About 15 minutes before baking, preheat the oven to 350°F (177°C), or 300°F (149°C) for a convection oven. Because of the cheese, there may be air pockets or tunnels in the risen dough that could cause it to separate in the spirals (cubed cheese creates fewer air pockets than grated or shredded cheese). To minimize this, poke through the top crust in a few spots with a skewer or toothpick. The dough may fall a bit, but it will recover in the oven.
Bake loaves for 20 minutes, then rotate the pans; rotate rolls after 10 minutes. The total baking time is about 50 minutes for loaves, and only 20 to 25 minutes for rolls. The bread is done when it's a deep golden brown and the internal temperature is above 185°F (85°C) in the center.
Remove from the pans and cool on a wire rack for at least 15 minutes for rolls and about 1 hour for loaves before slicing or serving.
You can substitute potato water (leftover from boiling potatoes) for the water or beer, which will make the dough even softer. The milk provides some tenderness and color, but if you prefer a leaner bread you can replace it with an equal amount of water or potato water.
Feel free to replace some of the bread flour with an equivalent amount (by weight) of whole wheat flour or rye flour. If you do so, increase the amount of water by about 1 tablespoon (0.5 oz / 14 g) for every 7 tablespoons (1 oz / 28.5 g) of whole grain flour you use.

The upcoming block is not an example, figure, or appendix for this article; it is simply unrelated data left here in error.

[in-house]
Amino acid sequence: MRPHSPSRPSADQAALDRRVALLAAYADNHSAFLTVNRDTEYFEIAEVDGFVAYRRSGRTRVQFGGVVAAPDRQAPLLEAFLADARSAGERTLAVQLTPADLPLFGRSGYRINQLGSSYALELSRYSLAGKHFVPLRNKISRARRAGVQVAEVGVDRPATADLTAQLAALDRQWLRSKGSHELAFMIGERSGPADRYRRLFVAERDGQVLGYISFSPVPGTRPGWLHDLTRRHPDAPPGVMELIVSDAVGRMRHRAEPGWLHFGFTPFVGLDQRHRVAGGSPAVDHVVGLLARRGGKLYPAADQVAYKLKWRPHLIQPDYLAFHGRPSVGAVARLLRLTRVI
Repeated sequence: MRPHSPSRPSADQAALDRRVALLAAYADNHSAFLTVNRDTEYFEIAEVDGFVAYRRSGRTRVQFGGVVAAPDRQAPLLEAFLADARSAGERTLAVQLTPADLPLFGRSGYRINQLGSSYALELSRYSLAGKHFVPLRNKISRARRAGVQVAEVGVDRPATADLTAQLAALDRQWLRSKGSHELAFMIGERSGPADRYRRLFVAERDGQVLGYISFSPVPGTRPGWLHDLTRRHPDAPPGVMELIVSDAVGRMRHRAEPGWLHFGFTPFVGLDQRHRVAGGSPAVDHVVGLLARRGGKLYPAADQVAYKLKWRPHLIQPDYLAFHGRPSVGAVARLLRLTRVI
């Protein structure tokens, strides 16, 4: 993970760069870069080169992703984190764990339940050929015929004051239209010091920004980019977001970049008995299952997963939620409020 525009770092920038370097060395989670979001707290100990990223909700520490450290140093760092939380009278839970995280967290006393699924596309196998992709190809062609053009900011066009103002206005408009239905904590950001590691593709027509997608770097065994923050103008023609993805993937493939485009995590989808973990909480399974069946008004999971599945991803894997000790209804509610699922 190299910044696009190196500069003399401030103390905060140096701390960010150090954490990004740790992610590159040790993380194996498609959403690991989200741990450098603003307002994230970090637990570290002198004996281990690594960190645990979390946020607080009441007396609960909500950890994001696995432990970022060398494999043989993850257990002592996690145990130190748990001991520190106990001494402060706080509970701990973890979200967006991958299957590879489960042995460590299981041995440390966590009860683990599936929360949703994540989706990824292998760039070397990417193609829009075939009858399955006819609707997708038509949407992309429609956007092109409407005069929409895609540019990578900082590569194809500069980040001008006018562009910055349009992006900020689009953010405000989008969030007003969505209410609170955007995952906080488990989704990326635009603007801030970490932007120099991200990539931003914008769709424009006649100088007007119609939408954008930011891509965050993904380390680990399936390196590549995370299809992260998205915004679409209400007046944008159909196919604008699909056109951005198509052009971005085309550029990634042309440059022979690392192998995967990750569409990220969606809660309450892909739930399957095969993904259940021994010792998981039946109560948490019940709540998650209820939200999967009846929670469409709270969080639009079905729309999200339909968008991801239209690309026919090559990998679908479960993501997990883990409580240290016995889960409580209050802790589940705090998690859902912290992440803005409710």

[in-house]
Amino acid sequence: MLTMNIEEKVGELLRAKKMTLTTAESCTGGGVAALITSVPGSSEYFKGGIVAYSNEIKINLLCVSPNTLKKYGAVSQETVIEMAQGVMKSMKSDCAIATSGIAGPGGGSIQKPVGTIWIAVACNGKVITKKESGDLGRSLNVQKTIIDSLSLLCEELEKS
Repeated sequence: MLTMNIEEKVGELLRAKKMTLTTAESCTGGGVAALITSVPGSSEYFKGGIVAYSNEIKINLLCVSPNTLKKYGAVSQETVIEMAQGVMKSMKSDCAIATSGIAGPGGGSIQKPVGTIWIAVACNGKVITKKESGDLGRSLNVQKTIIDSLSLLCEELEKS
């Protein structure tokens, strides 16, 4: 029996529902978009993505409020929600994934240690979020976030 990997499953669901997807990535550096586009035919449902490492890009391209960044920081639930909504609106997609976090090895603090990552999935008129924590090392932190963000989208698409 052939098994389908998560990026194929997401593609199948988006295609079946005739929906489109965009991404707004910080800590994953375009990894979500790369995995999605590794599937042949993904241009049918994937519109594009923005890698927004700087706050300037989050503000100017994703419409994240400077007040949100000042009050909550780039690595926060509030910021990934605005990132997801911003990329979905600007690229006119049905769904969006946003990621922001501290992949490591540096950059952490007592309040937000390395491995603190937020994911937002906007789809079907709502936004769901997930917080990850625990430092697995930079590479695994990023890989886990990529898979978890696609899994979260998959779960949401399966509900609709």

If you would like to avoid the air pockets caused by the melting cheese, you can knead cubed cheese into the dough after the overnight rise, just before shaping, rather than rolling it up in the dough. This will create little cheese bursts throughout the loaf instead of a spiral.
Table of ContentsFRENCH BREADS AND SOURDOUGH HEARTH BREADS
Classic French Bread
Pain à l’Ancienne Rustic Bread
Pain à l’Ancienne Focaccia
Pain au Levain
San Francisco Sourdough Bread
Neo-Neopolitan Pizza Dough
Sourdough Pizza Dough
50% Whole Grain R ustic Bread and Pizza Dough
100% Whole Grain Rustic Bread and Pizza Dough
Everyday 100% Whole Wheat Sandwich Bread
100% Whole Wheat Hearth Bread
100% Whole Wheat Sourdough Hearth Bread
Hoagie and Cheesesteak Rolls
Soft Sandwich Bread and Rolls
Soft Rye Sandwich Bread
Wild Rice and Onion Bread
Soft Cheese Bread
Crusty Cheese Bread
Crispy Rye and Seed Crackers
Flaky, Buttery Crackers
Coffee Crumb Cake
Fruit-Filled Thumbprint Rolls
Greek Christmas or Easter Bread
Hot Cross Buns
The Best Biscuits Ever